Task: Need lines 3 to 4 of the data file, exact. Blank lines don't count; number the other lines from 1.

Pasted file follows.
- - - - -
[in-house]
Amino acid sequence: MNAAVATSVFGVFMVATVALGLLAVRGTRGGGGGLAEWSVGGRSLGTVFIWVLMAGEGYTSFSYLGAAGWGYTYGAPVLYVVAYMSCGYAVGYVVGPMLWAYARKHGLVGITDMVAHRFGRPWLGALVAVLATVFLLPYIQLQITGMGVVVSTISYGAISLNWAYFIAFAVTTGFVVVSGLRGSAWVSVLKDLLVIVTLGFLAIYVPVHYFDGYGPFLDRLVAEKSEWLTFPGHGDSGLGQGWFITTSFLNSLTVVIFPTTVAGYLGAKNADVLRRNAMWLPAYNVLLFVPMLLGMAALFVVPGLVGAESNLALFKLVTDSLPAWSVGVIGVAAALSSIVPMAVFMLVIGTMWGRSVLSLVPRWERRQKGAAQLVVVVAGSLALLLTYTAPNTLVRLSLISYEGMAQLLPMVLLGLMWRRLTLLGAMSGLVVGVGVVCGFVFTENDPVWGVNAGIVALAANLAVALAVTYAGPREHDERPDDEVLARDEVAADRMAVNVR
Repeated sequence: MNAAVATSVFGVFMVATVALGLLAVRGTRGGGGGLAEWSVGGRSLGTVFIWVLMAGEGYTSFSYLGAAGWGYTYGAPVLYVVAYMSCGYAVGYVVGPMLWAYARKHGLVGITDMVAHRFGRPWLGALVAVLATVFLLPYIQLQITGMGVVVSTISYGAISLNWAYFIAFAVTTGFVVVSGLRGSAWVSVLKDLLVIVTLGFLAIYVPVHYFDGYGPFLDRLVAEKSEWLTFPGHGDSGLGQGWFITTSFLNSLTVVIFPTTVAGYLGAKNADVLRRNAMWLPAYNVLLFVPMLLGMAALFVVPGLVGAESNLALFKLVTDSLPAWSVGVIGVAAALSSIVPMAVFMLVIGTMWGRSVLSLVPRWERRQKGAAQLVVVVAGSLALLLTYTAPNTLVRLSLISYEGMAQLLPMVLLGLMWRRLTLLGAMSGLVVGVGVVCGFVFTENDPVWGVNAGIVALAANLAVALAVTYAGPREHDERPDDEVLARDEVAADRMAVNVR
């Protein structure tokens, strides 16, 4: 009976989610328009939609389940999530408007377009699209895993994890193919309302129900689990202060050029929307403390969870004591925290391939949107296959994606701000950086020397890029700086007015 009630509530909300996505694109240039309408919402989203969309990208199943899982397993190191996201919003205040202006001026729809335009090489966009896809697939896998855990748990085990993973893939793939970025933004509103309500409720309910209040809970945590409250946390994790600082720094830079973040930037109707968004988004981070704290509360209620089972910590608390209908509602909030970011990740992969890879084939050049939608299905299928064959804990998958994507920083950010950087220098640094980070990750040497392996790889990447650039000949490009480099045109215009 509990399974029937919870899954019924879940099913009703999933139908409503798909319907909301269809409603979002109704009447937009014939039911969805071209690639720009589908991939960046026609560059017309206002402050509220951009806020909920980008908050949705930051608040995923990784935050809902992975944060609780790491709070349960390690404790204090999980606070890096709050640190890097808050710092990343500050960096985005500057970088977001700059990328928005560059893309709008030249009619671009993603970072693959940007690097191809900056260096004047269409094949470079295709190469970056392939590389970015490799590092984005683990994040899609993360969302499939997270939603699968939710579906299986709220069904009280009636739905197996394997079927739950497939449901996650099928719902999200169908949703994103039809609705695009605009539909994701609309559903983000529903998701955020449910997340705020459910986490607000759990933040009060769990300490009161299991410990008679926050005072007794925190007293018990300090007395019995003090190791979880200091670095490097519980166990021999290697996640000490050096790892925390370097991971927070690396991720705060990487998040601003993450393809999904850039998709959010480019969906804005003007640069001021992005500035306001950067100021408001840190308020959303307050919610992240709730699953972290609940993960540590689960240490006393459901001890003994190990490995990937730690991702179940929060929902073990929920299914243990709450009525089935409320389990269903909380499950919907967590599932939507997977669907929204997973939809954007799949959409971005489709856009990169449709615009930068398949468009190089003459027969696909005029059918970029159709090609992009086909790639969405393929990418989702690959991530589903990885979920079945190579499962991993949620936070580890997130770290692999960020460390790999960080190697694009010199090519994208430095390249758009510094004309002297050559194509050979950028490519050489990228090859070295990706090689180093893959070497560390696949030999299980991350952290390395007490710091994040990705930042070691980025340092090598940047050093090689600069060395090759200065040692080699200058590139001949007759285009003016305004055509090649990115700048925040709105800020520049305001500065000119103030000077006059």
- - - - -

Repeated sequence: MNAAVATSVFGVFMVATVALGLLAVRGTRGGGGGLAEWSVGGRSLGTVFIWVLMAGEGYTSFSYLGAAGWGYTYGAPVLYVVAYMSCGYAVGYVVGPMLWAYARKHGLVGITDMVAHRFGRPWLGALVAVLATVFLLPYIQLQITGMGVVVSTISYGAISLNWAYFIAFAVTTGFVVVSGLRGSAWVSVLKDLLVIVTLGFLAIYVPVHYFDGYGPFLDRLVAEKSEWLTFPGHGDSGLGQGWFITTSFLNSLTVVIFPTTVAGYLGAKNADVLRRNAMWLPAYNVLLFVPMLLGMAALFVVPGLVGAESNLALFKLVTDSLPAWSVGVIGVAAALSSIVPMAVFMLVIGTMWGRSVLSLVPRWERRQKGAAQLVVVVAGSLALLLTYTAPNTLVRLSLISYEGMAQLLPMVLLGLMWRRLTLLGAMSGLVVGVGVVCGFVFTENDPVWGVNAGIVALAANLAVALAVTYAGPREHDERPDDEVLARDEVAADRMAVNVR
């Protein structure tokens, strides 16, 4: 009976989610328009939609389940999530408007377009699209895993994890193919309302129900689990202060050029929307403390969870004591925290391939949107296959994606701000950086020397890029700086007015 009630509530909300996505694109240039309408919402989203969309990208199943899982397993190191996201919003205040202006001026729809335009090489966009896809697939896998855990748990085990993973893939793939970025933004509103309500409720309910209040809970945590409250946390994790600082720094830079973040930037109707968004988004981070704290509360209620089972910590608390209908509602909030970011990740992969890879084939050049939608299905299928064959804990998958994507920083950010950087220098640094980070990750040497392996790889990447650039000949490009480099045109215009 509990399974029937919870899954019924879940099913009703999933139908409503798909319907909301269809409603979002109704009447937009014939039911969805071209690639720009589908991939960046026609560059017309206002402050509220951009806020909920980008908050949705930051608040995923990784935050809902992975944060609780790491709070349960390690404790204090999980606070890096709050640190890097808050710092990343500050960096985005500057970088977001700059990328928005560059893309709008030249009619671009993603970072693959940007690097191809900056260096004047269409094949470079295709190469970056392939590389970015490799590092984005683990994040899609993360969302499939997270939603699968939710579906299986709220069904009280009636739905197996394997079927739950497939449901996650099928719902999200169908949703994103039809609705695009605009539909994701609309559903983000529903998701955020449910997340705020459910986490607000759990933040009060769990300490009161299991410990008679926050005072007794925190007293018990300090007395019995003090190791979880200091670095490097519980166990021999290697996640000490050096790892925390370097991971927070690396991720705060990487998040601003993450393809999904850039998709959010480019969906804005003007640069001021992005500035306001950067100021408001840190308020959303307050919610992240709730699953972290609940993960540590689960240490006393459901001890003994190990490995990937730690991702179940929060929902073990929920299914243990709450009525089935409320389990269903909380499950919907967590599932939507997977669907929204997973939809954007799949959409971005489709856009990169449709615009930068398949468009190089003459027969696909005029059918970029159709090609992009086909790639969405393929990418989702690959991530589903990885979920079945190579499962991993949620936070580890997130770290692999960020460390790999960080190697694009010199090519994208430095390249758009510094004309002297050559194509050979950028490519050489990228090859070295990706090689180093893959070497560390696949030999299980991350952290390395007490710091994040990705930042070691980025340092090598940047050093090689600069060395090759200065040692080699200058590139001949007759285009003016305004055509090649990115700048925040709105800020520049305001500065000119103030000077006059």